Could Standing Desks Be The Low-Cost Solution To The Childhood Obesity Epidemic?
According to recent research, students who used standing desks experienced a 5.2 percent decrease in their body mass index percentile over those using traditional school desks.
Can Stand-Up Desks Help Kids Avoid Becoming Obese?
The study, published recently in the American Journal of Public Health, covered third- and fourth-grade students at three Texas elementary schools. Some sat at traditional desks, while others used a “stand-biased” desk, which had a footrest and stool so children could get off their feet when needed. After two years, those at standing desks experienced a 5.2 percent decrease in their body mass index percentile than those using traditional school desks. (BMI or body mass index is a measurement of body fat and an indicator of obesity.) The rates were adjusted for grade, race and gender. (Buck, 9/19)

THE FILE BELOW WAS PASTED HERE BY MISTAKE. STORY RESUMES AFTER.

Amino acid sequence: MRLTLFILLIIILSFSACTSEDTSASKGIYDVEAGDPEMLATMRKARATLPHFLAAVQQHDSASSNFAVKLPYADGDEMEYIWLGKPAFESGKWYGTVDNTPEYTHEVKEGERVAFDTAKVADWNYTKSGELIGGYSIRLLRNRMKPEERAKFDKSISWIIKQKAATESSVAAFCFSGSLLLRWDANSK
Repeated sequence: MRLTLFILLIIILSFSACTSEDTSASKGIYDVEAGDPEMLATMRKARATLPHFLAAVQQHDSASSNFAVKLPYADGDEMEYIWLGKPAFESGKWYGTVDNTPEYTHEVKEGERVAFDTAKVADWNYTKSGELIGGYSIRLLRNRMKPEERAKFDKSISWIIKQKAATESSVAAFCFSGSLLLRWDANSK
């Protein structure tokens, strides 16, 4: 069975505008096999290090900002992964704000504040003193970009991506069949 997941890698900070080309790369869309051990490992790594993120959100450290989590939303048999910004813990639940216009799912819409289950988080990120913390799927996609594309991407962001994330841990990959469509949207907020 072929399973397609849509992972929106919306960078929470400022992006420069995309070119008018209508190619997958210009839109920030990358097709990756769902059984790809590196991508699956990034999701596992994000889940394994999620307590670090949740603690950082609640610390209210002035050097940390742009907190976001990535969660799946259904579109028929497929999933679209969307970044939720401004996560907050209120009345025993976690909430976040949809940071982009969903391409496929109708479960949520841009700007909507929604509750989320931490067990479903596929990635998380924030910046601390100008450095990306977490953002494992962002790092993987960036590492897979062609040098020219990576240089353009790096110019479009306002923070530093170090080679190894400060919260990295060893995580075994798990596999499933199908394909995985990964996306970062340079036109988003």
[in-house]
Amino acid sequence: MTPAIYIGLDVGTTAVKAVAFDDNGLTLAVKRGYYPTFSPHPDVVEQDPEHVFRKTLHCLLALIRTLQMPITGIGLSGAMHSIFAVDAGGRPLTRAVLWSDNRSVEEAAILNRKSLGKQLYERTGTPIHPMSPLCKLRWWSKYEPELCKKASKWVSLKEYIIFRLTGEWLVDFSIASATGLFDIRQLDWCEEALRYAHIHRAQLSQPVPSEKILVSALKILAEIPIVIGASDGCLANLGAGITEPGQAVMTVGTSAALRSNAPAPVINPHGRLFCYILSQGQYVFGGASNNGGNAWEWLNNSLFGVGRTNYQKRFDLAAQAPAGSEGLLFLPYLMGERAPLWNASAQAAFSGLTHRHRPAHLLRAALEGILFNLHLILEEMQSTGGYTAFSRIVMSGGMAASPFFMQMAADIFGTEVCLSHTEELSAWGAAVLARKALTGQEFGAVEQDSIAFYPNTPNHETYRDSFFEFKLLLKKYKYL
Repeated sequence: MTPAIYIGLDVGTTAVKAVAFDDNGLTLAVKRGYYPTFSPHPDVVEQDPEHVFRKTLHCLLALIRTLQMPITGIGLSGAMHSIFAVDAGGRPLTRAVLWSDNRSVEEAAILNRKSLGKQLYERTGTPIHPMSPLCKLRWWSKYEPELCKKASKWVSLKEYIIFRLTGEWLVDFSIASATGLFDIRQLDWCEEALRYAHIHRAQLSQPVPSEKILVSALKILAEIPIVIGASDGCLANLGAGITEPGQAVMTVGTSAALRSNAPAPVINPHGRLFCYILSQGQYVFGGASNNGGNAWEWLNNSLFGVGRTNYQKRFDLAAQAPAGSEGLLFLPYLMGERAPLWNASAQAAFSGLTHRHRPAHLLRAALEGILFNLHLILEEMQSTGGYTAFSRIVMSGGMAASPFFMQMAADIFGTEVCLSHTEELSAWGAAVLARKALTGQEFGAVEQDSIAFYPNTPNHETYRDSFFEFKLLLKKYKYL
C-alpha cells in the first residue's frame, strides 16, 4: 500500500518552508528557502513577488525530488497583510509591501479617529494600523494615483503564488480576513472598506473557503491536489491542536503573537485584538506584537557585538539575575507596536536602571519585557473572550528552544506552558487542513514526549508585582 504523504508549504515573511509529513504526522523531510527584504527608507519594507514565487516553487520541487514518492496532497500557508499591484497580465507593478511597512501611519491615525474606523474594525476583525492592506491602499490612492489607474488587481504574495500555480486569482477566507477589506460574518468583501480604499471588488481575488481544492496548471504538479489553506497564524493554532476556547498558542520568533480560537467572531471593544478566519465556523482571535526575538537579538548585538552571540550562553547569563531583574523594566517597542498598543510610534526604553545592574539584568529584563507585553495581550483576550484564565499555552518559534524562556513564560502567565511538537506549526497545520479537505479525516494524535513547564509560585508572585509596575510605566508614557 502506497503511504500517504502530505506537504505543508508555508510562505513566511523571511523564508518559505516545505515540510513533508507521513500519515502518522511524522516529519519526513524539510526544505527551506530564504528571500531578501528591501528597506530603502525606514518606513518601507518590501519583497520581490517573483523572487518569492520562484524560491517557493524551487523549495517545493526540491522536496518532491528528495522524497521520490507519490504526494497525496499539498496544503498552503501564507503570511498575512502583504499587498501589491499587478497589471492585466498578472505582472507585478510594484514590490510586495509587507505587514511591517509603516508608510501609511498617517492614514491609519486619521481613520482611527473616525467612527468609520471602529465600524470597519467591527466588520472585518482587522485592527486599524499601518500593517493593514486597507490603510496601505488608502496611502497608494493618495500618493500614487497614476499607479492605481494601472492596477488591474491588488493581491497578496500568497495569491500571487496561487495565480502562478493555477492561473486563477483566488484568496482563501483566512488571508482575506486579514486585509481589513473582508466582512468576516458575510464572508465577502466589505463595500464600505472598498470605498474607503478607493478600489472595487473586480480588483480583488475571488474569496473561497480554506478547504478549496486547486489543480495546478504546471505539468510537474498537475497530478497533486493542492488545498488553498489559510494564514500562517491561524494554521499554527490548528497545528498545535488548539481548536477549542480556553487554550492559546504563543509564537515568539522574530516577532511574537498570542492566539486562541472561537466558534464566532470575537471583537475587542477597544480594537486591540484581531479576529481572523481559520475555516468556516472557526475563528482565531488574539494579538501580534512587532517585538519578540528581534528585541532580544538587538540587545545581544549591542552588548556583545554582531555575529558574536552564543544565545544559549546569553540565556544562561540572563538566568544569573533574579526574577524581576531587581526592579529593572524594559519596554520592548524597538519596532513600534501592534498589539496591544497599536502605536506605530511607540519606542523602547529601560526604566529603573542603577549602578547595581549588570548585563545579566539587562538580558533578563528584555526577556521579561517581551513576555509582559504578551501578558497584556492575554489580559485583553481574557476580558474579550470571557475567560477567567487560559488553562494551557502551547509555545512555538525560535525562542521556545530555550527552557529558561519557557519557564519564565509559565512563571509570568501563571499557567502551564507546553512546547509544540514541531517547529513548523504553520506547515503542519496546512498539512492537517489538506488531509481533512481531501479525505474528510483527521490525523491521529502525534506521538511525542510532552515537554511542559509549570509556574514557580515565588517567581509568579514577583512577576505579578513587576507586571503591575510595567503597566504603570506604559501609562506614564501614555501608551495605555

In other news —
Lipedema: The Fat Disorder That Millions Have But No One Has Heard Of
Lipedema is a lymphatic disease that is thought to affect 10 to 17 million people in America each year, mostly women. Exact patient estimates are not available because it’s hard to diagnose. In fact, many lipedema patients don’t even know they have it. Neither do their physicians, who often assume their patients are obese. (McClurg, 9/19)